Ask the Experts: Making A Living the Gig Economy Way
At the Philanthropy Roundtable, we work with donors who want to help strengthen our free society through philanthropy. A key interest of ours is to help ensure that pathways to opportunity are open to all, and that the government, at all its various levels, isn’t in the way of people pursuing meaningful employment.
We’re all familiar with what has become a creative solution for some: the gig economy. Uber, Instacart, Task Rabbit and so on are well known platforms in this area. But there are also many other forms of self-employment and contract work. The gig economy has become an essential way for many Americans to earn the extra dollars needed to keep their families housed, clothed and fed during these challenging economic times. For others, it has become their full-time employment—allowing an individual to put identify and combine the best options for them, maximizing flexibility, creativity and productivity. For people who have child care, elder care or other constraints (including physical limitations), the gig economy can be a life-saver.
We recently held a webinar on “Making a Living the Gig Economy Way.” I had a chance to follow up with two of our panelists to ask them why the gig economy is working so well, what the latest threats are to its continued existence and what devastating impacts there would be in curtailing it. Patrick Tuohey, co-founder and policy director for the Better Cities Project and Iain Murray, vice president for strategy and senior fellow for the Competitive Enterprise Institute (CEI) shared these thoughts:
Question: What are the most valuable aspects of the gig economy from you point of view?
Patrick Tuohey: Gig workers take advantage of their own time and talents to meet the needs of their community. To the degree that individuals are free to do so, they can act quickly to meet demand. Nothing demonstrated this more than the COVID-19 pandemic and subsequent lockdowns, when individuals jumped into the food-delivery market through services such as GrubHub, Doordash and Uber Eats. They put food on their own table by bringing food to others’ tables, and in doing so, permitted people to quarantine and helped keep many restaurants afloat. No large-scale, top-down plan could have acted as swiftly.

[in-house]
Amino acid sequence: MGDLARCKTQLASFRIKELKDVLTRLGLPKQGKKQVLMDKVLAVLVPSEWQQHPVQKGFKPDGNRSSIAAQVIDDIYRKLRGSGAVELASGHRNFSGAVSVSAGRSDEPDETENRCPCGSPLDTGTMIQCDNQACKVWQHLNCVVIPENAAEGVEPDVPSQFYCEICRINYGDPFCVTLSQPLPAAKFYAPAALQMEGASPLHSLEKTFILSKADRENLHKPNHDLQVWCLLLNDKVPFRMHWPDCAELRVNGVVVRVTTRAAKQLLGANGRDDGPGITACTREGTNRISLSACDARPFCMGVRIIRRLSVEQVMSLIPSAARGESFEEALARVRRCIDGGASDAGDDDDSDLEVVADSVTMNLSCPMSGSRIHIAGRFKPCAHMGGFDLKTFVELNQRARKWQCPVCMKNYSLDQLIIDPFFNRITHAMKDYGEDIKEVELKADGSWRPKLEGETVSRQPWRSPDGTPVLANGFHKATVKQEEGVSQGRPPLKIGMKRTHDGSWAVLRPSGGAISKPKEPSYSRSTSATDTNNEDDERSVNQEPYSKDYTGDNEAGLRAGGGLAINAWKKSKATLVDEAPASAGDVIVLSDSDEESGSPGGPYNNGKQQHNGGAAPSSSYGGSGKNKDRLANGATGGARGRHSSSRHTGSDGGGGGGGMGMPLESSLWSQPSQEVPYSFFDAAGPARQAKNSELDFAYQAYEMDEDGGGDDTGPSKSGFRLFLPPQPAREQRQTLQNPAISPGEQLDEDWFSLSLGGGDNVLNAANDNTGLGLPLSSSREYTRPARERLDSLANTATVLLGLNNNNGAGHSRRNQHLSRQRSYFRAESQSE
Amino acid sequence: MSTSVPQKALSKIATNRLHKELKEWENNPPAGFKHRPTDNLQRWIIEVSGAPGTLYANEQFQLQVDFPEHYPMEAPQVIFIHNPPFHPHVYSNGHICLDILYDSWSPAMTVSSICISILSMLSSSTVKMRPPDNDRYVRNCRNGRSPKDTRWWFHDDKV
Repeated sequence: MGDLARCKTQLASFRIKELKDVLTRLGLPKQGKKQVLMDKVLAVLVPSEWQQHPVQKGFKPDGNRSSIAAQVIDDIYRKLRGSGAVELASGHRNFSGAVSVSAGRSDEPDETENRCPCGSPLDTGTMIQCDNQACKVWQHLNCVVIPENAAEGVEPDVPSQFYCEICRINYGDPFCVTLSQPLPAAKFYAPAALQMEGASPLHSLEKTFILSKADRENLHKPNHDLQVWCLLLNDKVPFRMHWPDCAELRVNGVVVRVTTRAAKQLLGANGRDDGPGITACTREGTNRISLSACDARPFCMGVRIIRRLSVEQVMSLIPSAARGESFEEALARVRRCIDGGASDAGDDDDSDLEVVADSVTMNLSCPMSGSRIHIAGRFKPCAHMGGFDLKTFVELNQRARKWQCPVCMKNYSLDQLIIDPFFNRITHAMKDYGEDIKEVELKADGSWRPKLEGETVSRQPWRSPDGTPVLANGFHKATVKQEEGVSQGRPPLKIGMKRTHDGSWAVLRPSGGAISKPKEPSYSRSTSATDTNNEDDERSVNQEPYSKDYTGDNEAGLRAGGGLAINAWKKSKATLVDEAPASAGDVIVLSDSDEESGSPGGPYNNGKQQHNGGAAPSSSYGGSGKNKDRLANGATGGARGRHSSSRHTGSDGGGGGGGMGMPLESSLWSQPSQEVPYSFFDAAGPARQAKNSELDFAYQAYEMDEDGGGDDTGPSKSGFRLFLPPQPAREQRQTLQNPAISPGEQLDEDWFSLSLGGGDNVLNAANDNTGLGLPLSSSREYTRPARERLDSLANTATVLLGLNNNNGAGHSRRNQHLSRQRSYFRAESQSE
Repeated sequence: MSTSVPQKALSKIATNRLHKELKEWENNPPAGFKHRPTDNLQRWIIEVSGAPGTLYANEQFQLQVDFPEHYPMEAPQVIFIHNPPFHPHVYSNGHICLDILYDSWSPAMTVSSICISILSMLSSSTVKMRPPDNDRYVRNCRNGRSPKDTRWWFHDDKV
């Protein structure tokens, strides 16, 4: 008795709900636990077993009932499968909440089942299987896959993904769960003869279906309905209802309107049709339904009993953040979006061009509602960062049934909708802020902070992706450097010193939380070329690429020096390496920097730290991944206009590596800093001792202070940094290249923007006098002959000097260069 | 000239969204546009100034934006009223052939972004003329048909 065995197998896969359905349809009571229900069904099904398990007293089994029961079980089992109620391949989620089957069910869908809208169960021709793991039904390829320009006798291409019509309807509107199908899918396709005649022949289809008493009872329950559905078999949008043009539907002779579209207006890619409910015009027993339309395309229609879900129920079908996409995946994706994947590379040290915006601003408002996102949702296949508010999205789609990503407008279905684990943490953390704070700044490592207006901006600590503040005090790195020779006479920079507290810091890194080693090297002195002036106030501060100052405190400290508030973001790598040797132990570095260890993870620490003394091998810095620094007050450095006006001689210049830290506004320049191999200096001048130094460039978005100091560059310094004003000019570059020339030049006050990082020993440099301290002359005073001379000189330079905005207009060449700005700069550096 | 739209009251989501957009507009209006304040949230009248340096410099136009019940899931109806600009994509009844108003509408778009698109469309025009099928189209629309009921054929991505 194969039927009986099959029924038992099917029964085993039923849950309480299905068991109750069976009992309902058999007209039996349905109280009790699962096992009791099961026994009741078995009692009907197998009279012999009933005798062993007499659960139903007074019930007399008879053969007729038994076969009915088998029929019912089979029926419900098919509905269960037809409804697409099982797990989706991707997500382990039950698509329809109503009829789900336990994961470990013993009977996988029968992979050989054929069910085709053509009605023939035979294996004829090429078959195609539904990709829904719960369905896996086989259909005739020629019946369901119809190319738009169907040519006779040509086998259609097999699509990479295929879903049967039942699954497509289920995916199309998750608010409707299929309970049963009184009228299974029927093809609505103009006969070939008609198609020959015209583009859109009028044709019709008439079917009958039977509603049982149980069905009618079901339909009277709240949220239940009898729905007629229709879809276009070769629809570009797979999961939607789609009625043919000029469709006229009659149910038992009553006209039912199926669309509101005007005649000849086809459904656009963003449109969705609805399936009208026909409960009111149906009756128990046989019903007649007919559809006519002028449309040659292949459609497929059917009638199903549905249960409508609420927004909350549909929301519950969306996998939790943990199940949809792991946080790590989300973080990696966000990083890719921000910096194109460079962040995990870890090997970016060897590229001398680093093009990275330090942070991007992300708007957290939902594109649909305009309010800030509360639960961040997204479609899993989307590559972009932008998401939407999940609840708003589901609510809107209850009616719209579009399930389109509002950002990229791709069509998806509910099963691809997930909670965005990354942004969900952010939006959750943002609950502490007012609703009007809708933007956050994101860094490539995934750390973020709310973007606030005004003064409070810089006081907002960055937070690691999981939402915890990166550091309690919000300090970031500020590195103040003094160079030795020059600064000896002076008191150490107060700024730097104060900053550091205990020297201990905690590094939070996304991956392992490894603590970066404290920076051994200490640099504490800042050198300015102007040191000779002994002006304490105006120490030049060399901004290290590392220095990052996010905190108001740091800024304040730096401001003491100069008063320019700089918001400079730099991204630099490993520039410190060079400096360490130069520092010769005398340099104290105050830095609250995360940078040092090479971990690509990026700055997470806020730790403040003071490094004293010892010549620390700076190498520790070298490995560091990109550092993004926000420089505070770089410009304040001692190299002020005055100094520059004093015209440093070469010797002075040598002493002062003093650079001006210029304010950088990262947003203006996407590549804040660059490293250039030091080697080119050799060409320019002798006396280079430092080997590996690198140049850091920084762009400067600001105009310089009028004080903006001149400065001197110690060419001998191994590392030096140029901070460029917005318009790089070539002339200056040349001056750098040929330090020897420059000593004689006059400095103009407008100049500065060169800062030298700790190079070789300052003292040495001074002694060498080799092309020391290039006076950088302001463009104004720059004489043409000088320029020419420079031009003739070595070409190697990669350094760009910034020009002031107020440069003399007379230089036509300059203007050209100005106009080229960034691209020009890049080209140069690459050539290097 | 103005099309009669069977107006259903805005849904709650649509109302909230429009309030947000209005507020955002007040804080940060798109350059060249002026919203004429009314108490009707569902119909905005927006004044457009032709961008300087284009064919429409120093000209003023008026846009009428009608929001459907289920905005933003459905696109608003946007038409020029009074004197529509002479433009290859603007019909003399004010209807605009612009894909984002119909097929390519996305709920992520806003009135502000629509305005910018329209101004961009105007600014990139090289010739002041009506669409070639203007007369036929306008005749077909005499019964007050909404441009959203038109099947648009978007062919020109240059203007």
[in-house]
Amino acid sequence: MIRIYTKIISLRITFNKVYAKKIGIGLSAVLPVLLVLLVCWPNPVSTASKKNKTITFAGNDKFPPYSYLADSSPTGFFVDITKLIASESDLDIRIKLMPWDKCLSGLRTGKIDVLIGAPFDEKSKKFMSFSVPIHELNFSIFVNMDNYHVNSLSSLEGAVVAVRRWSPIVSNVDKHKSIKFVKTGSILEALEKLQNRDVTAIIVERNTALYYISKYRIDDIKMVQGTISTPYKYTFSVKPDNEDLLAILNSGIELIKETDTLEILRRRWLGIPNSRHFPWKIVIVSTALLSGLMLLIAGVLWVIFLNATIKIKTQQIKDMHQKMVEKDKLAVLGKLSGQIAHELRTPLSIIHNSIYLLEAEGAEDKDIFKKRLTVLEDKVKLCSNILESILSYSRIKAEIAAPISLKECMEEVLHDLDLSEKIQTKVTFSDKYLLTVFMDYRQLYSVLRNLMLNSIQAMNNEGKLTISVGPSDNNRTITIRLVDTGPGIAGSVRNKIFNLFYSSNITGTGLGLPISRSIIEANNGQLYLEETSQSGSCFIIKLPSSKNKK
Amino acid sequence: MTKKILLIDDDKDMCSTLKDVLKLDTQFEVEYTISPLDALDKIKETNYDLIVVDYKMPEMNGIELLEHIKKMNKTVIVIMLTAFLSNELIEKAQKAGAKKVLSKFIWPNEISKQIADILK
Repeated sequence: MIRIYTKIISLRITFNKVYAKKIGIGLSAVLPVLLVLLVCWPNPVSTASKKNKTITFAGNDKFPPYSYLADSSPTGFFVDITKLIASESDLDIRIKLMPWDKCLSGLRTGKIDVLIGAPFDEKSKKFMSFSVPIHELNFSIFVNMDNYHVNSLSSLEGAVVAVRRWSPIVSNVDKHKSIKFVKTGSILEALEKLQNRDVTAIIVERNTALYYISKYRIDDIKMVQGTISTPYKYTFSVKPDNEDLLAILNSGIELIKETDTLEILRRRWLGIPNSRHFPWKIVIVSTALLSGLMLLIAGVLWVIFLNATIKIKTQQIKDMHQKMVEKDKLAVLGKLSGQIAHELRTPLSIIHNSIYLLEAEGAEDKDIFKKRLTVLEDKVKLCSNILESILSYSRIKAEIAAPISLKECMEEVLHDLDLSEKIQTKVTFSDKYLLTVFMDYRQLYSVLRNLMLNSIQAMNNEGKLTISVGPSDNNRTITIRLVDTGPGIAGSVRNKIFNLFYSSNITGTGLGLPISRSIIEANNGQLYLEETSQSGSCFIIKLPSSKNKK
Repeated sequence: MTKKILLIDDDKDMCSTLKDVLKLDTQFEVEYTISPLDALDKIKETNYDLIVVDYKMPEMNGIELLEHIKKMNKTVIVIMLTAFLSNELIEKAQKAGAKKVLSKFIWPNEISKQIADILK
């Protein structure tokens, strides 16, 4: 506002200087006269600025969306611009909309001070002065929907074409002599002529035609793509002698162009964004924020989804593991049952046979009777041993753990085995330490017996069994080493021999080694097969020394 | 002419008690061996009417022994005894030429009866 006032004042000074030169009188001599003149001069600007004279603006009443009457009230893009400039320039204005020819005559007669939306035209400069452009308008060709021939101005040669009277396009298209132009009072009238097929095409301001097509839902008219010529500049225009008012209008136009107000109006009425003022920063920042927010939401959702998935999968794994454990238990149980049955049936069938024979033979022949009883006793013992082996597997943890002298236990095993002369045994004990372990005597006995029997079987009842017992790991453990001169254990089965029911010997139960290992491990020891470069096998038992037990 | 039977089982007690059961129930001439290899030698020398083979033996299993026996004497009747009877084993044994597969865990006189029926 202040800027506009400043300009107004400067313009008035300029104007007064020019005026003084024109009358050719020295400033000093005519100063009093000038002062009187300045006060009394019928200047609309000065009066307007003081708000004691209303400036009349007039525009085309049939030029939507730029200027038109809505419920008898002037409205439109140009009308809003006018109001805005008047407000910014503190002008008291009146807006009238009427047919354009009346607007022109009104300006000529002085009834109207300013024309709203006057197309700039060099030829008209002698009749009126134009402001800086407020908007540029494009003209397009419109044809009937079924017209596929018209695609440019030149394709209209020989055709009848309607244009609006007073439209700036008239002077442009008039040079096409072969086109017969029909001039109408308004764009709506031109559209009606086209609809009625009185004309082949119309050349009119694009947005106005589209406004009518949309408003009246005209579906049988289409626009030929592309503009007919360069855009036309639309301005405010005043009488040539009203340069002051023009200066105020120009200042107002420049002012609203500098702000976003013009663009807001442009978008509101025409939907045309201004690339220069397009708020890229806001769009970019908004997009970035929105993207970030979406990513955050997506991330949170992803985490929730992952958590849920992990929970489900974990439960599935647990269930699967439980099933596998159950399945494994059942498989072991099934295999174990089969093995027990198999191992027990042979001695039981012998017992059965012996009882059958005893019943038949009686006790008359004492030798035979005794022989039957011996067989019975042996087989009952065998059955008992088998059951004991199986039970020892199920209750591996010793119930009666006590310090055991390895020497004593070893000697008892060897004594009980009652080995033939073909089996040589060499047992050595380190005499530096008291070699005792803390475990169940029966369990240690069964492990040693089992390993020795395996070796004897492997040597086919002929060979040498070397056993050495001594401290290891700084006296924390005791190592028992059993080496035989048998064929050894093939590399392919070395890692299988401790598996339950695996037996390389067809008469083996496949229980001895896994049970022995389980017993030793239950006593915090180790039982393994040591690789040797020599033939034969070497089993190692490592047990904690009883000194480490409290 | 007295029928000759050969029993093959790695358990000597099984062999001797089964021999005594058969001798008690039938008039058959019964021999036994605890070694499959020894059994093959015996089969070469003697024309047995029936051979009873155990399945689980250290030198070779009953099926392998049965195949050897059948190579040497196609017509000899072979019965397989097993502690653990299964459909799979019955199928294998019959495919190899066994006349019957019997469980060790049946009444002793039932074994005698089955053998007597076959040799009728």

Iain Murray: The most important aspect of the gig economy is that it takes advantage of lower transaction costs to enable a greater number of wealth-creating economic transactions. It also enables people to realize some value from underused assets, such as a spare room or a car that would otherwise be idle. The results are an increase in work flexibility for those who value it, a supply of contingent jobs that can be used to supplement income and/or ease unemployment difficulties and lower costs for consumers.
Question: Why and in what ways have various levels of government attempted to regulate the gig economy?
Patrick Tuohey: Much of the burden on gig workers is due to legacy regulations based on past concerns. Barriers against home-based businesses have been on the books in many places for years; occupational licensing requirements were not designed with gig workers in mind and zoning codes have been used to deny homeowners the ability to rent rooms. Each regulation served to meet an old need, yet they remain barriers to creating wealth and independence today.
Iain Murray: Government has been most concerned that gig economy jobs do not offer the same terms and conditions as employment, and wants to impose those terms and conditions either by reclassifying gig economy jobs as employment or by creating a new, third category. Government has also been keen to see increased portability in benefits between jobs although as this is a complex area, efforts have been more focused on the classification issue. In areas like house-sharing, government has been keen to impose stricter regulations, often in an attempt to mollify the powerful lobby of hotel companies and their labor unions.
Question: What would happen to employers and independent contractors if these regulatory attempts become successful?
Patrick Tuohey: The gig economy is here to stay and it is growing quickly. Stifling it lowers cities’ and states’ economic resiliency and reduces their ability to benefit from the innovation and entrepreneurship of their citizens.
Iain Murray: If government is successful in having most gig jobs reclassified as employment, the number of opportunities in these areas would shrink dramatically. Importantly, as was shown by California’s AB5, this would adversely affect traditional freelance jobs as well as newer gig economy jobs. This would be particularly burdensome for those who value flexibility, such as single mothers, who would be forced to choose between having a job and being around for their children. As the opportunities shrank, there would be a consequent reduction in the wealth created by the gig economy. People who would otherwise participate in it would be forced to increase reliance on the welfare system. Costs for consumers would certainly rise – a CEI study in 2019 found that AB5 would increase the cost of a rideshare ride by 30 to 50 percent. Finally, there would almost certainly be consolidation in the gig economy market, resulting in yet fewer options for workers and consumers.
Watch Philanthropy Roundtable’s webinar “Making a Living the Gig Economy Way” here.